Lovis Corinth reworked ten of his paintings as prints for this portfolio, which represents three of his preferred subjects—nudes, history, and literature. The paintings, originally executed between 1896 and 1915, had long since passed from his possession; one had been destroyed during World War I. Many had special significance to Corinth: Totenklage (Death lament) hung in his studio as his daughter was baptized, and Der Sieger (The victor) portrays him and his wife. For these graphic versions, Corinth completely reinterpreted the earlier compositions. In Grablegung (Burial), he reduced the number of figures in order to focus on the dead Jesus. He transformed Die Geburt der Venus (The birth of Venus) from a precisely detailed painting of academic nudes to a sketchy, barely legible swirl of frenetic lines surrounding voluptuous female bodies. These prints showcase Corinth's shift later in life toward a more expressive approach, in which he employed passionate draftsmanship and dramatic contrasts of light and shadow to convey emotion.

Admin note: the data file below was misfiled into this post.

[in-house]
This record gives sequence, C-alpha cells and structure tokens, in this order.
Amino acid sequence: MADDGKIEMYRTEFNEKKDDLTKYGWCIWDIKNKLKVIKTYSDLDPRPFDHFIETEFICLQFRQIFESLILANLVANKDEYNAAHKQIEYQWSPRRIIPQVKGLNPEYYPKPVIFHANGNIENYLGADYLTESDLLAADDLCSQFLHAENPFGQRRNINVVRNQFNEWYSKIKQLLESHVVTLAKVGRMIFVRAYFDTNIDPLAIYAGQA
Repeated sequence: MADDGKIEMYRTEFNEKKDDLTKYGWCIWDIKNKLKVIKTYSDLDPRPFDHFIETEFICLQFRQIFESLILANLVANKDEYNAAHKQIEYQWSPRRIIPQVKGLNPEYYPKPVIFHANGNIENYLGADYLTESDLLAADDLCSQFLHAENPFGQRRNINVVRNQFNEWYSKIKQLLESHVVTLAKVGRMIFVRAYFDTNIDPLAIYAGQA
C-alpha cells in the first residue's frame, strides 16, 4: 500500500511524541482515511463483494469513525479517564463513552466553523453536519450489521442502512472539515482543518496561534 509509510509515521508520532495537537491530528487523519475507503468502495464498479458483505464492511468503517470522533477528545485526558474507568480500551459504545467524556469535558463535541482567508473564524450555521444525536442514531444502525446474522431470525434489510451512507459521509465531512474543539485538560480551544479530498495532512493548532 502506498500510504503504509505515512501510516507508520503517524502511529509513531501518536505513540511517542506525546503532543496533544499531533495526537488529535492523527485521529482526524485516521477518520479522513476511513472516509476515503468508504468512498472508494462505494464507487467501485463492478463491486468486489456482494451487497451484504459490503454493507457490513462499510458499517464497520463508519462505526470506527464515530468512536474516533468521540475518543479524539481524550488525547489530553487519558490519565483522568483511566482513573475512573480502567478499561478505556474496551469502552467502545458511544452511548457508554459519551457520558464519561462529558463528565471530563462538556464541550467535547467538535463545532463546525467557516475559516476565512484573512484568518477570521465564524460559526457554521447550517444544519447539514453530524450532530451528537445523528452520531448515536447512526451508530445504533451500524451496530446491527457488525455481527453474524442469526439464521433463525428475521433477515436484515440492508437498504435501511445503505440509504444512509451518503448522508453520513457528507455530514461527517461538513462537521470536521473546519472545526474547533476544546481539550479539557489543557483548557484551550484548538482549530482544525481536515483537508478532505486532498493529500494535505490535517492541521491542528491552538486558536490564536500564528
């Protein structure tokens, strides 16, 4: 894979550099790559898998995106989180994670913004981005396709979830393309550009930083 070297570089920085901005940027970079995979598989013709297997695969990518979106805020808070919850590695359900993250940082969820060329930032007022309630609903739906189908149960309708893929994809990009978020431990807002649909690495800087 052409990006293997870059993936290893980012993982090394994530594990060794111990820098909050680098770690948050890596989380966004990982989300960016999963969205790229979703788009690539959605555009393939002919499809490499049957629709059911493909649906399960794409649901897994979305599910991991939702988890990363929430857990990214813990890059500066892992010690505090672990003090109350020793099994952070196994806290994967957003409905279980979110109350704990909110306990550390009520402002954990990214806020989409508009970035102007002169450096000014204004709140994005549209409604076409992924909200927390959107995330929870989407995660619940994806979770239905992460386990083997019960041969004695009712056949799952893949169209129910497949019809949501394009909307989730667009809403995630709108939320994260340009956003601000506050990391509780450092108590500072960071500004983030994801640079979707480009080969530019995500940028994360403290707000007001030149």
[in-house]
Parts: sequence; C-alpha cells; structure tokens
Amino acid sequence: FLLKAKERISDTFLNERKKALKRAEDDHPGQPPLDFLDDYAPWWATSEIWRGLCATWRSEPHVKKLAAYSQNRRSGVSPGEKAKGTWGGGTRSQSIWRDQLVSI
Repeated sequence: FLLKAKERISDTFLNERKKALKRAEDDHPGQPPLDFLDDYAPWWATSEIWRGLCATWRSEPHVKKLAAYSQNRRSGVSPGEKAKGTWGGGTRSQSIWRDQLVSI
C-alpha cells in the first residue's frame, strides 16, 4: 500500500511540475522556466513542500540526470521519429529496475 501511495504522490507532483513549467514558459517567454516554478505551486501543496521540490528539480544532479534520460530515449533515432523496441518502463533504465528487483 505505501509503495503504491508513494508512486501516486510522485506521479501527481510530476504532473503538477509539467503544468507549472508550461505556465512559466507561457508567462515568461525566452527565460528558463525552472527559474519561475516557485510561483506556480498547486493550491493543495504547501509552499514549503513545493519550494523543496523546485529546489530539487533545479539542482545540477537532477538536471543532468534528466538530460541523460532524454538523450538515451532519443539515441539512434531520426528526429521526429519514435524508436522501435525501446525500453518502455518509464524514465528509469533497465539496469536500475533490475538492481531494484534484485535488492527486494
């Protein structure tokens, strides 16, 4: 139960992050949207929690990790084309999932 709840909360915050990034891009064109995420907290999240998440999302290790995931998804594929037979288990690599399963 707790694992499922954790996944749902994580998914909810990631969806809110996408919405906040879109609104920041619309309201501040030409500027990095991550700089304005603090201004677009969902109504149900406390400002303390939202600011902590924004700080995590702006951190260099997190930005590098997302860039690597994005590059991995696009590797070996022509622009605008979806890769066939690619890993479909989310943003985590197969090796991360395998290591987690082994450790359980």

In the inflationary print boom of the early 1920s, Corinth eagerly embraced printmaking for its financial promise. Julias Elias, a friend and important art critic, commissioned this portfolio for Propyläen-Verlag, a new fine-art imprint of Germany's largest publishing house at the time, the Berlin-based Ullstein.
Publication excerpt from Heather Hess, German Expressionist Digital Archive Project, German Expressionism: Works from the Collection. 2011.